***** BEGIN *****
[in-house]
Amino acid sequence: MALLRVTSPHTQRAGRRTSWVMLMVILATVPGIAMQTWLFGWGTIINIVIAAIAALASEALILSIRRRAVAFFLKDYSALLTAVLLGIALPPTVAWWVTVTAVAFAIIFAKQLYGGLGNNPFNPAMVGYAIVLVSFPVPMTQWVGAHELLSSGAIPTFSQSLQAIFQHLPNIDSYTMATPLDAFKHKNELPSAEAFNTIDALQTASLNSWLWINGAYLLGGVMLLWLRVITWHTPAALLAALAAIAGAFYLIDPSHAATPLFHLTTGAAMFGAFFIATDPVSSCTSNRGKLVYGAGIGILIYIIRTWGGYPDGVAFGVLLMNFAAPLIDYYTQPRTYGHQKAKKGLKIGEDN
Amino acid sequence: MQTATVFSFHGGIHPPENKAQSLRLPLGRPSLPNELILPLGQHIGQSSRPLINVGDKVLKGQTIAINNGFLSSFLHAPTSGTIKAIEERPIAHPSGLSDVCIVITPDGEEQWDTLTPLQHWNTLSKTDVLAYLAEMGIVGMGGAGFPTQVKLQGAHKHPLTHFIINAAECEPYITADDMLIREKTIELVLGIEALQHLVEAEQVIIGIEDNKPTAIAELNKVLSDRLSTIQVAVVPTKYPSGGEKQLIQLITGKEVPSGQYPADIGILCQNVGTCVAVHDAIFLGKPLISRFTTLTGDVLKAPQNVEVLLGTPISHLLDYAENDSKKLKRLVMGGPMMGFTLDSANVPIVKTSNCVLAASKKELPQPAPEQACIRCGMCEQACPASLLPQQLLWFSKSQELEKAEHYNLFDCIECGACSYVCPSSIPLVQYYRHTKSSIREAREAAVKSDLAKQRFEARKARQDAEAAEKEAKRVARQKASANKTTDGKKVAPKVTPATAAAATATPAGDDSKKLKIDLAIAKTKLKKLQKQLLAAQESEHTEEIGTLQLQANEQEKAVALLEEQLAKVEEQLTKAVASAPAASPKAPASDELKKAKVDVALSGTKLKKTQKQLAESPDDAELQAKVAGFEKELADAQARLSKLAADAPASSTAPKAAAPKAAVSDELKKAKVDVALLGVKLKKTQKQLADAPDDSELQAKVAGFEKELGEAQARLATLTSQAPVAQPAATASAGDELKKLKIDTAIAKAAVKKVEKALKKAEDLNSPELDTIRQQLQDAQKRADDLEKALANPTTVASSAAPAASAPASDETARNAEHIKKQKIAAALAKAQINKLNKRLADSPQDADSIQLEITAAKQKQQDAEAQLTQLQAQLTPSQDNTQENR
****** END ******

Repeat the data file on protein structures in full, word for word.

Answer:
[in-house]
Amino acid sequence: MALLRVTSPHTQRAGRRTSWVMLMVILATVPGIAMQTWLFGWGTIINIVIAAIAALASEALILSIRRRAVAFFLKDYSALLTAVLLGIALPPTVAWWVTVTAVAFAIIFAKQLYGGLGNNPFNPAMVGYAIVLVSFPVPMTQWVGAHELLSSGAIPTFSQSLQAIFQHLPNIDSYTMATPLDAFKHKNELPSAEAFNTIDALQTASLNSWLWINGAYLLGGVMLLWLRVITWHTPAALLAALAAIAGAFYLIDPSHAATPLFHLTTGAAMFGAFFIATDPVSSCTSNRGKLVYGAGIGILIYIIRTWGGYPDGVAFGVLLMNFAAPLIDYYTQPRTYGHQKAKKGLKIGEDN
Amino acid sequence: MQTATVFSFHGGIHPPENKAQSLRLPLGRPSLPNELILPLGQHIGQSSRPLINVGDKVLKGQTIAINNGFLSSFLHAPTSGTIKAIEERPIAHPSGLSDVCIVITPDGEEQWDTLTPLQHWNTLSKTDVLAYLAEMGIVGMGGAGFPTQVKLQGAHKHPLTHFIINAAECEPYITADDMLIREKTIELVLGIEALQHLVEAEQVIIGIEDNKPTAIAELNKVLSDRLSTIQVAVVPTKYPSGGEKQLIQLITGKEVPSGQYPADIGILCQNVGTCVAVHDAIFLGKPLISRFTTLTGDVLKAPQNVEVLLGTPISHLLDYAENDSKKLKRLVMGGPMMGFTLDSANVPIVKTSNCVLAASKKELPQPAPEQACIRCGMCEQACPASLLPQQLLWFSKSQELEKAEHYNLFDCIECGACSYVCPSSIPLVQYYRHTKSSIREAREAAVKSDLAKQRFEARKARQDAEAAEKEAKRVARQKASANKTTDGKKVAPKVTPATAAAATATPAGDDSKKLKIDLAIAKTKLKKLQKQLLAAQESEHTEEIGTLQLQANEQEKAVALLEEQLAKVEEQLTKAVASAPAASPKAPASDELKKAKVDVALSGTKLKKTQKQLAESPDDAELQAKVAGFEKELADAQARLSKLAADAPASSTAPKAAAPKAAVSDELKKAKVDVALLGVKLKKTQKQLADAPDDSELQAKVAGFEKELGEAQARLATLTSQAPVAQPAATASAGDELKKLKIDTAIAKAAVKKVEKALKKAEDLNSPELDTIRQQLQDAQKRADDLEKALANPTTVASSAAPAASAPASDETARNAEHIKKQKIAAALAKAQINKLNKRLADSPQDADSIQLEITAAKQKQQDAEAQLTQLQAQLTPSQDNTQENR